What we find in surveying the recent history of philosophy is real progress on secondary and tertiary questions -- on matters of logic and mathematics relevant to enduring philosophical questions, on the logical and semantical form of important philosophical propositions. In addition, there are a number of significant negative results: cases of highly developed philosophical theories which have been decisively falsified. There are theories, like that of logical positivism, which are universally acknowledged tohave failed, and where there is a nearly universal consensus on the diagnosis of their failure.

What we do not see in the history of philosophy is a decisive resolution of any of the Big Questions. One such Big Question, of course, is that of the existence and nature of God. Consequently, we should not expect to find a definite answer to the question, but we can find a great deal of very helpful philosophical analysis that is available and that can help us to identify the crucial sub-issues and the relationship between the question of God's existence and the other Big Questions in philosophy, questions about the nature of cause and effect, of existence and substantiality, of space and time, of mind and intentionality, of goodness and justice, of knowledge and reasonableness.

As I have mentioned, we must narrow our focus in order to define a manageable set of topics for a semester. First, we will presuppose a Western (Jewish/Christian/Moslem) conception of God. Thus, the question we will be examining is this: does a God, fitting such a conception, really exist? Second, we will be working in the field of natural, as opposed to dogmatic or biblical theology.

II. Natural Theology

What is natural theology? Concerns what can be known of God on the basis of science and philosophy -- throught the use of our natural cognitive faculties (of observation, awareness, inference), and on the basis of information that is universally available. Natural theology excludes what can be known of God through inspired messages, prophets, sacred scriptures, verbal Word of God or divine tradition. This isn't to say that natural theology denies the existence of such knowledge, but in doing natural theology, we are concerned with what can be known prior to the reception of verbal or historical revelation. Of course, many believers have been raised in the faith, so the knowledge of God through dogmatic theology has always been present. However, since prophetic messages have from time to time been preached to people without any prior contact with such prophecy, we can ask whether there is in such cases a knowledge of God that is prior to the reception of the prophecy. And, even if at all times, prophetic revelation and the natural knowledge of God have co-existed simultaneously, we can still ask whether there is any cognitive or conceptual priority to the natural knowledge of God, such that the possibility of receiving the word of God as divine revelation presupposes the existence (at the same time) of a natural knowledge of God. That is, we can attempt to find a form of knowledge of God that is logically or conceptually prior to the knowledge of dogmatic theology, even if we cannot find any knowledge that it is earlier in time.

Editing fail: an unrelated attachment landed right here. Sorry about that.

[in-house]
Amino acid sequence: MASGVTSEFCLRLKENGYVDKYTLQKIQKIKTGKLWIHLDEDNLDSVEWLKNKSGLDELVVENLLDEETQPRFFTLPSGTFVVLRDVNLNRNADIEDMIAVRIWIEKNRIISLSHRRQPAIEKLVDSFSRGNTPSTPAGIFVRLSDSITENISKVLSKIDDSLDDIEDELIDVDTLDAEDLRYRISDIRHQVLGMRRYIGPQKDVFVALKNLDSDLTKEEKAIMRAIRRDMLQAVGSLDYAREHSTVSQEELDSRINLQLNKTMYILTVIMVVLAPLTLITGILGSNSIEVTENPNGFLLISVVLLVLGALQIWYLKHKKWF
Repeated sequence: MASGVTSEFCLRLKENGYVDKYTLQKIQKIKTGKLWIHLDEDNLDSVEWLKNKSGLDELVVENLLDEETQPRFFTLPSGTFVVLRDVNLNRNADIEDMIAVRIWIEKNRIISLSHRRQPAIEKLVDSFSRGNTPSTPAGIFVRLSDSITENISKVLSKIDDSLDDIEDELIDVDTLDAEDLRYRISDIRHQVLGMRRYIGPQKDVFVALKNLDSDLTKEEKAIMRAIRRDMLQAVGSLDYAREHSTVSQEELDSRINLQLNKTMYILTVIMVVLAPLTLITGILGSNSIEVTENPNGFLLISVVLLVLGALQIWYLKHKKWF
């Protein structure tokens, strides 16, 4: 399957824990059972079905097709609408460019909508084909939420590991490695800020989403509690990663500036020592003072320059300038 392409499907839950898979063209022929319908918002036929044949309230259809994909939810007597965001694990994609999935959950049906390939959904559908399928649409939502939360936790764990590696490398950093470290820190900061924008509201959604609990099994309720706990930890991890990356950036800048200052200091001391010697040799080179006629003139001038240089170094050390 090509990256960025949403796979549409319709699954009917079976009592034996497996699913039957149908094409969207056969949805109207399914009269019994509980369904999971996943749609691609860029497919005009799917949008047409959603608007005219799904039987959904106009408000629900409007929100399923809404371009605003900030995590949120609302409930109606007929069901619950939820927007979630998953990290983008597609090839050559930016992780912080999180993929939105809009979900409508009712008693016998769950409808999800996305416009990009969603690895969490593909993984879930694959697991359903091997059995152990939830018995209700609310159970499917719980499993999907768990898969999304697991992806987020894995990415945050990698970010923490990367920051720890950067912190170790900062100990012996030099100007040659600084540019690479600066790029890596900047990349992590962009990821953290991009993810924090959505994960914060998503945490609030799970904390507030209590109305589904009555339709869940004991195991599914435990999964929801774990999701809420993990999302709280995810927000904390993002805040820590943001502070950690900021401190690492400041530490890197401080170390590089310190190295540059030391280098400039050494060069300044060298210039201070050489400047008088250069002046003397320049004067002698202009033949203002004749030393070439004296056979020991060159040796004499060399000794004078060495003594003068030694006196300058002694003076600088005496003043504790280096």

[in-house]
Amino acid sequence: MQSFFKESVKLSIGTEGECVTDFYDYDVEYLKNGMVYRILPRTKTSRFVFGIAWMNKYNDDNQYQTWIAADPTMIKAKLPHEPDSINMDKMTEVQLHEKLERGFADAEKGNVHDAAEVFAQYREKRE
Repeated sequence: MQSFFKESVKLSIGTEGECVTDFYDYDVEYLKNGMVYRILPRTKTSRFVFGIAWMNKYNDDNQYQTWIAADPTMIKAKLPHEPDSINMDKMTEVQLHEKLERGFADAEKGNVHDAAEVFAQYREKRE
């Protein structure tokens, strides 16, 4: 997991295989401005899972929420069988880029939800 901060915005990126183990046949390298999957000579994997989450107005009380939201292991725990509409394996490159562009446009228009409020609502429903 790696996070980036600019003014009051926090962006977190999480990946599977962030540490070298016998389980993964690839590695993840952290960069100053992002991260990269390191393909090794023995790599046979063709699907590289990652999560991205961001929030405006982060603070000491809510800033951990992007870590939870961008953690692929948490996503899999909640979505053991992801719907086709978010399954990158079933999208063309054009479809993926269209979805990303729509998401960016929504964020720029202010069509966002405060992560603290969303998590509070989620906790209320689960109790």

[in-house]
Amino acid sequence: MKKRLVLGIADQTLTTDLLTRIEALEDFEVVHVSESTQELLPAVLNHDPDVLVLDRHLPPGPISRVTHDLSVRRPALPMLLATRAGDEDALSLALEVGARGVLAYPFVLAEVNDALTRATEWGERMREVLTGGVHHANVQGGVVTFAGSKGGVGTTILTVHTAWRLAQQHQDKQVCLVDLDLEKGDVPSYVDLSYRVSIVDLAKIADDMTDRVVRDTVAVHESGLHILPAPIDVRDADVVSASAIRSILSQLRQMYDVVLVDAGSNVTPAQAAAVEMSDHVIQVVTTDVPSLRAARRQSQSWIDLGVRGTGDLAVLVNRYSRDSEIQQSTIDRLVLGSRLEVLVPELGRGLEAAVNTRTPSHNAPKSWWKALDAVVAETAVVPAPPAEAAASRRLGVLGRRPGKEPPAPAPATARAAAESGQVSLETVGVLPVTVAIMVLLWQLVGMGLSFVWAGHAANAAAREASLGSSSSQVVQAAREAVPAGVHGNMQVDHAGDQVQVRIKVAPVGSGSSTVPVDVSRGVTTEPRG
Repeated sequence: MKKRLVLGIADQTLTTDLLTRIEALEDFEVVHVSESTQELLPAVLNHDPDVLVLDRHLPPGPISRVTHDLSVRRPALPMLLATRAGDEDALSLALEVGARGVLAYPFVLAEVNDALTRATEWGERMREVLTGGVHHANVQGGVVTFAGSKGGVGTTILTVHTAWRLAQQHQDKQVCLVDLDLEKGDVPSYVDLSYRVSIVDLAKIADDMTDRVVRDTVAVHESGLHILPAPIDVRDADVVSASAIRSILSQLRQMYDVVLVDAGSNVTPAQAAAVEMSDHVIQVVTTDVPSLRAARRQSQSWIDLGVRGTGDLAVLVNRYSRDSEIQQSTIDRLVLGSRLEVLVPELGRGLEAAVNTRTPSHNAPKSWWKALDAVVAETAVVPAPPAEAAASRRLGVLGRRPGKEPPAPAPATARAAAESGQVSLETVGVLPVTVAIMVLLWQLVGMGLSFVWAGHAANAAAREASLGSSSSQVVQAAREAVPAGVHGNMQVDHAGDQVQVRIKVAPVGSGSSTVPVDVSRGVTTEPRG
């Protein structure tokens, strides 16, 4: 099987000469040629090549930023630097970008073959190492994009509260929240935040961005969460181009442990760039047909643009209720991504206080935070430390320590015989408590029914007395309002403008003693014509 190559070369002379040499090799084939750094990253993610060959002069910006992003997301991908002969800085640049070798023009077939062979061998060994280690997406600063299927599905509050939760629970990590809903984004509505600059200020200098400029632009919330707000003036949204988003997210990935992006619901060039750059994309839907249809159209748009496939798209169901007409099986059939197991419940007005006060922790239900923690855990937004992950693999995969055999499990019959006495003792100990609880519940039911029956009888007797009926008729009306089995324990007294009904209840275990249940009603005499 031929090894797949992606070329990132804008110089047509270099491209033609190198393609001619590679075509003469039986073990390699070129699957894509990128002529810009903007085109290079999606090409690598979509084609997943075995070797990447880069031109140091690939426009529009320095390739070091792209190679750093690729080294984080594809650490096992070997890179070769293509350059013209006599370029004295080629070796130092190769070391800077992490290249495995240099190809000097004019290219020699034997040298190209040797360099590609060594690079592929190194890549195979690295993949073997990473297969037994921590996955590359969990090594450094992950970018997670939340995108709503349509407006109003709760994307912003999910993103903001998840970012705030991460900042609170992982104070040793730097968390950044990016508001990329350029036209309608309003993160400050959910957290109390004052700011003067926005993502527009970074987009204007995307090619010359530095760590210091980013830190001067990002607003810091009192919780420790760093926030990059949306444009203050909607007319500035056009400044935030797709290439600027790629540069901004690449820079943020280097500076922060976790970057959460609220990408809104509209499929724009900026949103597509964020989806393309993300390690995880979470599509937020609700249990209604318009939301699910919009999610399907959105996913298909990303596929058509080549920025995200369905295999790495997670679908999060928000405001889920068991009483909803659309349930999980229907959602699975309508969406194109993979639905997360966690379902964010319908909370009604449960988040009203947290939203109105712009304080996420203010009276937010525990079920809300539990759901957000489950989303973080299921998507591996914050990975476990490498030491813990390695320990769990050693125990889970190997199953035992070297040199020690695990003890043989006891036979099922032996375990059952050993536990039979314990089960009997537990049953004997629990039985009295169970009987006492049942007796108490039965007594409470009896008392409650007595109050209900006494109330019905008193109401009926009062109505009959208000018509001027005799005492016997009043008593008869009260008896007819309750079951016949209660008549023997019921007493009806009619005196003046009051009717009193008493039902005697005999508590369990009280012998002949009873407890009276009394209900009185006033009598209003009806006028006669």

Is natural theology possible? Is there such pre-prophetic knowledge of God? Theologians in the Western tradition (Jewish, Christian, Moslem) have been divided on this question. Most accept that natural theology in some fashion is possible. There is some warrant for this position in the Bibe. The Psalms repeatedly claim that the glory of God is manifest in the heavens, and the apostle Paul, in the first chapter of the book of Romans, claims that God's invisible attributes, his eternal power and divinity, can be clearly seen in and understood through what God has created. (Rom 1:19) Paul argues that all who deny the existence of the one Creator God are without excuse, repressing their natural knowledge of His existence.

At the same time, there are a number of prominent theologians in all three traditions who deny the possibility of natural theology. Many cite Isaiah the prophet, who described God as one who "hides himself", and as one whose thoughts are higher than our thoughts, as the sky is higher than the earth. Tertullian, an early church father asked, What has Jerusalem to do with Athens? (Jerusalem representing the revealed truth ofthe Bible, and Athens the philosophical pursuit of natural theology). Luther argued that reliance on the philosophical theology of Aristotle had corrupted the church. And more recently, the Swiss theologian Karl Barth argued that natural theology is fundamentally flawed -- that God's prophetic word reaches us in a state of total ignorance about God, the Wholly Other. God is revealed to us only in our total inability to make sense of the world in rational terms. There is no common ground between belief and non-belief, a radical discontinuity between what we can know apart from God's word and what that word reveals to us.